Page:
DENVER – Four of Colorado’s Democratic state legislators on Wednesday presented a bill to allow undocumented students who meet certain criteria to pay in-state tuition at state colleges and universities.
The bill, SB 126, was presented by state Sens. Mike Johnston (Denver) and Angela Giron (Pueblo) and Reps. Joe Miklosi and Angela Williams, both of Denver.
“This is an issue I saw every day when I was a high school teacher and, later, principal,” Johnston said in a press conference at the state capitol, lamenting the loss of potential teachers, doctors and lawyers.
Johnston said that five of the six states bordering Colorado already have similar laws on the books, including Oklahoma, Texas and Utah, which the legislator characterized as “not exactly liberal bastions.”
Meanwhile, two years ago Miklosi presented a similar bill that was rejected in the state Senate.
Miklosi said that SB 126 will not foster illegal immigration, as its opponents claim, nor will it create additional expenses for the state. In fact, he said, “Colorado does not have to invest a single cent.”
Johnston emphasized that same point, confirming that undocumented students would not be eligible for state education subsidies.
The bill requires students to be accepted at a university within 12 months of having completed high school and that they sign a sworn statement indicating that they lack valid immigration documents but that they have begun, or soon will begin, procedures to acquire those papers.
The bill also stipulates that the undocumented student cannot be counted for purposes of determining state funding to universities not can he or she receive financial aid that involves public funds.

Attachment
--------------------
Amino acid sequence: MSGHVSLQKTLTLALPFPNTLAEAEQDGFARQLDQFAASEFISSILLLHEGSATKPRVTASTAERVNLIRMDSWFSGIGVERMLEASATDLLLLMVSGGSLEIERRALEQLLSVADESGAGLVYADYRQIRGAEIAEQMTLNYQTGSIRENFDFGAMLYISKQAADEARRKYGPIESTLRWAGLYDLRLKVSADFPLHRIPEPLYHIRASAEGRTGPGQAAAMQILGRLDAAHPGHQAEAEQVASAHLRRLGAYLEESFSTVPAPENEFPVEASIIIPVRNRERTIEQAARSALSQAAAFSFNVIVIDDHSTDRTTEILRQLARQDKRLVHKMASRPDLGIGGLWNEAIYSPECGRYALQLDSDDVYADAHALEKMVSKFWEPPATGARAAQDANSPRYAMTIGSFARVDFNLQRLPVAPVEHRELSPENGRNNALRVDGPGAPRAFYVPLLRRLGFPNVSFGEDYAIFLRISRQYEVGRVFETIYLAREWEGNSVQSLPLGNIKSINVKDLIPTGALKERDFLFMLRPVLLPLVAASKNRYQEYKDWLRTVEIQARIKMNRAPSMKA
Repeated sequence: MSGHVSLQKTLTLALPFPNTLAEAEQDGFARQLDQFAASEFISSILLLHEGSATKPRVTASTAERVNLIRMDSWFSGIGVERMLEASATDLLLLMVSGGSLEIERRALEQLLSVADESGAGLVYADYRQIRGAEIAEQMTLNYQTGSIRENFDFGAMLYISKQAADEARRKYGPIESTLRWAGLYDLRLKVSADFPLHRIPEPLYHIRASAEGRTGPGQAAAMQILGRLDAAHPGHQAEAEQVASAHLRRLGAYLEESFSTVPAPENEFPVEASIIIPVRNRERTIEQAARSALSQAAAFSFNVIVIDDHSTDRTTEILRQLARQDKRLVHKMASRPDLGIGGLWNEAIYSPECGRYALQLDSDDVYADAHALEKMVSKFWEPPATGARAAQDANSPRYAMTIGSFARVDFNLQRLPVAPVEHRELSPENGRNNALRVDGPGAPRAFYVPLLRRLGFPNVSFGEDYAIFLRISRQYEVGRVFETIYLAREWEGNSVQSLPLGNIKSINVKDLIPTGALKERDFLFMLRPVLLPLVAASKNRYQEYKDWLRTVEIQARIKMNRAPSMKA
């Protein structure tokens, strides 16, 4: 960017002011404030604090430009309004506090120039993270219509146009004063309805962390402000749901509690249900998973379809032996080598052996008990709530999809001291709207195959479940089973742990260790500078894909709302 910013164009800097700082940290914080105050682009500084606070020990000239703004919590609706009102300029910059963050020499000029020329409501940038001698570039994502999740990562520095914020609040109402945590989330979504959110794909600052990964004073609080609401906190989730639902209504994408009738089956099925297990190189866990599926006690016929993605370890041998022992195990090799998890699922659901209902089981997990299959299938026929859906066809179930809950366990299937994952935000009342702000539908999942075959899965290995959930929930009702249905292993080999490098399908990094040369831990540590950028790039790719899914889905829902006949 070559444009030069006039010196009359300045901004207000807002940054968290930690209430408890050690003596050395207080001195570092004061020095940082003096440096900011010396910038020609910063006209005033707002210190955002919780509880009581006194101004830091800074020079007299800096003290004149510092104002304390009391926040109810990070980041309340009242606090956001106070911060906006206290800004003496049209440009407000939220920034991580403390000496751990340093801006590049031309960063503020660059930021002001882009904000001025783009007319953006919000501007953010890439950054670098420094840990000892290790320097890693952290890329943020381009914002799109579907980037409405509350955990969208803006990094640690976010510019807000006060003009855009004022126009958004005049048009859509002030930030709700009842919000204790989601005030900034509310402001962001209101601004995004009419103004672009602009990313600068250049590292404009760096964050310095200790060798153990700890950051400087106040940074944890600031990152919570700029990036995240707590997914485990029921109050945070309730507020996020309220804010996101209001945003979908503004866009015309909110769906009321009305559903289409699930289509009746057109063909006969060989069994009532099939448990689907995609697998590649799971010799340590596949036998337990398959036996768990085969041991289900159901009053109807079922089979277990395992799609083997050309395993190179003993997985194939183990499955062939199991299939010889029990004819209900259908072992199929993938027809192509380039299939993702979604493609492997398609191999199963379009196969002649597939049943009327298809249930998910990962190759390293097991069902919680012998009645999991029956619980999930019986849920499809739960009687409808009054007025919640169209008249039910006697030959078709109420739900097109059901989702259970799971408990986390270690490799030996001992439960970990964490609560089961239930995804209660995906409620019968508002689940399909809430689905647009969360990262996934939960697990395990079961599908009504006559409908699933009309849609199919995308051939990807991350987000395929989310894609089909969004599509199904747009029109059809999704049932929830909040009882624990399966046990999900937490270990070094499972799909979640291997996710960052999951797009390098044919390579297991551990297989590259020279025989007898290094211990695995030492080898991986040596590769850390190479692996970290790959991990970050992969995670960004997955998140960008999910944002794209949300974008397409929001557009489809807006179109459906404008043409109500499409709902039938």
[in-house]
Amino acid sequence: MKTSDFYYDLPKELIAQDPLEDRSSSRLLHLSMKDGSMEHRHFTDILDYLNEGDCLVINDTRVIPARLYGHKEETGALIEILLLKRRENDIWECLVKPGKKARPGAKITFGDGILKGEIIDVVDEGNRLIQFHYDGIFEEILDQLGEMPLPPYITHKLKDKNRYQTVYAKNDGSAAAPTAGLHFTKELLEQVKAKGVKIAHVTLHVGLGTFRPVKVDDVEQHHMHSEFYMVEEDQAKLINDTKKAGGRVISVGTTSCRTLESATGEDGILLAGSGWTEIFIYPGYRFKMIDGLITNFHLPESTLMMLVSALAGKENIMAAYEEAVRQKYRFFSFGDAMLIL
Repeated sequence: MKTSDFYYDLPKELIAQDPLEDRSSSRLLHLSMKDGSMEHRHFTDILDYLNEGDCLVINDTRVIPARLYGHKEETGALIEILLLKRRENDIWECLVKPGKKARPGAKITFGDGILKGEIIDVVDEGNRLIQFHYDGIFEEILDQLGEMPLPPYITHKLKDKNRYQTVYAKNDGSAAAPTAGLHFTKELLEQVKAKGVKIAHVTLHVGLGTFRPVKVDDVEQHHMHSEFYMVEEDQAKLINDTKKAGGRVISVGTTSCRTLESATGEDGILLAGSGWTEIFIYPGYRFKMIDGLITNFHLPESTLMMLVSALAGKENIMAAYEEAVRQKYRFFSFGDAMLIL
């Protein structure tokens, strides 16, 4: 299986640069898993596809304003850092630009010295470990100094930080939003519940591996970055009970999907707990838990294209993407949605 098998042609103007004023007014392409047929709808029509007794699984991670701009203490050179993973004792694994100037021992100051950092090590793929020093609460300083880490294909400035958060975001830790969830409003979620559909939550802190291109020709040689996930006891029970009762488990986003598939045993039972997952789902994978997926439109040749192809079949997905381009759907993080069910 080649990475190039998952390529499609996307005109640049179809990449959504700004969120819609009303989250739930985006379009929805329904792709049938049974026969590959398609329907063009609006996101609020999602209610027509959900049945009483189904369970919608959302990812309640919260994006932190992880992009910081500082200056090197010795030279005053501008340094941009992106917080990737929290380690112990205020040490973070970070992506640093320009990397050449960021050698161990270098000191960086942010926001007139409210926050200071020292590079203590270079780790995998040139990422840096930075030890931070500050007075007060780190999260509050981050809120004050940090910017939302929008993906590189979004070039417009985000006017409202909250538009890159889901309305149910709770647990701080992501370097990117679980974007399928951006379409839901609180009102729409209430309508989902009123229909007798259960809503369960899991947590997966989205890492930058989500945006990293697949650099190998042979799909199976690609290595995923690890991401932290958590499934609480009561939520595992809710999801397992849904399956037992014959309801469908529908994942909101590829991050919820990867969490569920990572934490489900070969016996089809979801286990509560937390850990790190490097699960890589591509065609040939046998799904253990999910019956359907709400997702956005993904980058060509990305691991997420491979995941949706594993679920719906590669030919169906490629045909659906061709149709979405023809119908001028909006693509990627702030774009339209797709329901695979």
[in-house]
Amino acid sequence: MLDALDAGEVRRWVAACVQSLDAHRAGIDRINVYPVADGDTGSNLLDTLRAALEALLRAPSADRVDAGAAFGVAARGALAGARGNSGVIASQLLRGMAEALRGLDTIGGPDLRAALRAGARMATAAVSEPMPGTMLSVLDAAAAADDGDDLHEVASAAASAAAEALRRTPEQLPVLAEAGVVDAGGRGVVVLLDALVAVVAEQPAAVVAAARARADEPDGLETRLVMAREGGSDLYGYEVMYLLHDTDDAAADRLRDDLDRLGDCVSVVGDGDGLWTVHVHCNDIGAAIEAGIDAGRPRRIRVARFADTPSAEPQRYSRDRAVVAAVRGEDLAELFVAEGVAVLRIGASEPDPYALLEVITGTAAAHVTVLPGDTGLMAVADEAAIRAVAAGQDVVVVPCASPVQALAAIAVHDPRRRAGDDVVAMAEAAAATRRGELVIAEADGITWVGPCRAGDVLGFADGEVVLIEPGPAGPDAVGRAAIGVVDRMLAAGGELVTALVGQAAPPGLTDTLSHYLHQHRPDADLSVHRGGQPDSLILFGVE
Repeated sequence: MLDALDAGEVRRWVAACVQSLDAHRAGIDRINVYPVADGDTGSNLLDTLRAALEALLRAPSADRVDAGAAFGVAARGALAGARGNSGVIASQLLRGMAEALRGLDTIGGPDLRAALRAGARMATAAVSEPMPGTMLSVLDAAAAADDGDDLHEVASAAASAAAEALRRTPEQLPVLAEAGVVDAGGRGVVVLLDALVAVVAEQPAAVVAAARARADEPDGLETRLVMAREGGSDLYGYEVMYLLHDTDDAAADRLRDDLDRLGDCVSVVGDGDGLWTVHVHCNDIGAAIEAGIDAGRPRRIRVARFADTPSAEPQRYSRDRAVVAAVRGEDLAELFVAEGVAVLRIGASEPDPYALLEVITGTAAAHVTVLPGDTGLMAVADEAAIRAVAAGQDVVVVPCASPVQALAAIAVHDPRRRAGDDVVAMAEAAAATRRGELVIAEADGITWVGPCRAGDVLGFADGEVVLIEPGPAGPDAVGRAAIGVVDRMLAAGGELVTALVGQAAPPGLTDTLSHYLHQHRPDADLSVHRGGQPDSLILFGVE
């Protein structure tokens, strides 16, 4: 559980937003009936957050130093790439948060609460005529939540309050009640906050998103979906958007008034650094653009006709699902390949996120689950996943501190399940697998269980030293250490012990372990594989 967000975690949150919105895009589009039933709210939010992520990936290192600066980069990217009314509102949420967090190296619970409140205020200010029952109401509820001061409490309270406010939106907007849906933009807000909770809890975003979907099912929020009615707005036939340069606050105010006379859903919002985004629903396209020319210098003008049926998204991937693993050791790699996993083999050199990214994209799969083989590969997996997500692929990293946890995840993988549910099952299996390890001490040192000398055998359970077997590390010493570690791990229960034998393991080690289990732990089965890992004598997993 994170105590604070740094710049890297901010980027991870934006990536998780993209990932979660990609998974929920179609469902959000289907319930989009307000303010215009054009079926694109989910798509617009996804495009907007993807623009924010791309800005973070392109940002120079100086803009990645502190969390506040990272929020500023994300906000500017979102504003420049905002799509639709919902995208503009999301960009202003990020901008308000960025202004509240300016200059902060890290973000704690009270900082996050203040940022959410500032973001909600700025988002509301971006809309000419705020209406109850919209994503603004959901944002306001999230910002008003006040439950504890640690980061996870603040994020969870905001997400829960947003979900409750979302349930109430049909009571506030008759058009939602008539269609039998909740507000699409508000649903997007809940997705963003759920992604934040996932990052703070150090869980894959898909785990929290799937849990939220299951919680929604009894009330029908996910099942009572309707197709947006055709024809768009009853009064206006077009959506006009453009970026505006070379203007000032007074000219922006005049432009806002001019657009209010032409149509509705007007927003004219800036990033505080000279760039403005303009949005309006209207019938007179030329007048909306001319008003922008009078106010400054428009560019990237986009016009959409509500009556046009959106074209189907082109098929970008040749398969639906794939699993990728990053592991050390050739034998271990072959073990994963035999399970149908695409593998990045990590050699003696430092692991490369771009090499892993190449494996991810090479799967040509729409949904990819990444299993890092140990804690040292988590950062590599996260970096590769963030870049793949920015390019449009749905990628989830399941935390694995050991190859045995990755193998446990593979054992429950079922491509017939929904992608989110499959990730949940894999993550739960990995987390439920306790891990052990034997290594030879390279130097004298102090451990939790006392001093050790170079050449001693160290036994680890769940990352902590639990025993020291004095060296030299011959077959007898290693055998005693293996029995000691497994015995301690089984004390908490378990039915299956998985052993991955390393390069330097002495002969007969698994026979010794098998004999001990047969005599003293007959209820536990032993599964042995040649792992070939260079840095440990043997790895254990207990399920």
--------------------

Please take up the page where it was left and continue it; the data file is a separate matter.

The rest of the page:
In that way, Johnston said, the bill avoids the perception that an undocumented student could deprive another student of opportunities or resources.
The Advancing Students for a Stronger Economy Tomorrow, or ASSET, initiative was managed by the Higher Education Access Alliance, which is made up of the Colorado Education Association, the Colorado Immigrants Rights Coalition and the Latin American Educational Foundation, among other organizations.
“Colorado can attract and be a leader in high growth industries only if we have a well-trained workforce to meet our full economic potential,” said HEAA Campaign Manager Elise Keaton in a communique.
“Reliant for decades on imported human capital from other states, Colorado has one of the most highly educated workforces, yet the state fails to promote high-achieving undocumented students who are ready to enter that workforce,” Keaton said. “As a result, high dropout rates and low college access rates among certain student populations exist statewide.” EFE